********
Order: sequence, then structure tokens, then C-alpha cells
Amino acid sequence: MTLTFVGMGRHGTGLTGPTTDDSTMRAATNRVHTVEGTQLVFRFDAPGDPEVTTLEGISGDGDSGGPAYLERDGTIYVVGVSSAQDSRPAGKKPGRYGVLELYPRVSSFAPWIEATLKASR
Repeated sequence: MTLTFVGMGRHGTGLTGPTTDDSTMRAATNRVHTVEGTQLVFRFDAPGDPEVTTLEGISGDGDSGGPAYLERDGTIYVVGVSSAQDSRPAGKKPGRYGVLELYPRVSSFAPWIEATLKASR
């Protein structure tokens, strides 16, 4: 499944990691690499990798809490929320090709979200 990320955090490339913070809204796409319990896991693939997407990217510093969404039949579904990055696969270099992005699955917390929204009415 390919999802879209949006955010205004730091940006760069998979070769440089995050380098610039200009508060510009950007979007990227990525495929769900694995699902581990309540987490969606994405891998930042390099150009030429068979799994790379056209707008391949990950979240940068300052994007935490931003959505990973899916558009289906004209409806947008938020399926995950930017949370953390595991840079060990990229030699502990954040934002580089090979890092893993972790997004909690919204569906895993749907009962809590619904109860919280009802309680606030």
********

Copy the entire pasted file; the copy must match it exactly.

Order: sequence, then structure tokens, then C-alpha cells
Amino acid sequence: MTLTFVGMGRHGTGLTGPTTDDSTMRAATNRVHTVEGTQLVFRFDAPGDPEVTTLEGISGDGDSGGPAYLERDGTIYVVGVSSAQDSRPAGKKPGRYGVLELYPRVSSFAPWIEATLKASR
Repeated sequence: MTLTFVGMGRHGTGLTGPTTDDSTMRAATNRVHTVEGTQLVFRFDAPGDPEVTTLEGISGDGDSGGPAYLERDGTIYVVGVSSAQDSRPAGKKPGRYGVLELYPRVSSFAPWIEATLKASR
């Protein structure tokens, strides 16, 4: 499944990691690499990798809490929320090709979200 990320955090490339913070809204796409319990896991693939997407990217510093969404039949579904990055696969270099992005699955917390929204009415 390919999802879209949006955010205004730091940006760069998979070769440089995050380098610039200009508060510009950007979007990227990525495929769900694995699902581990309540987490969606994405891998930042390099150009030429068979799994790379056209707008391949990950979240940068300052994007935490931003959505990973899916558009289906004209409806947008938020399926995950930017949370953390595991840079060990990229030699502990954040934002580089090979890092893993972790997004909690919204569906895993749907009962809590619904109860919280009802309680606030």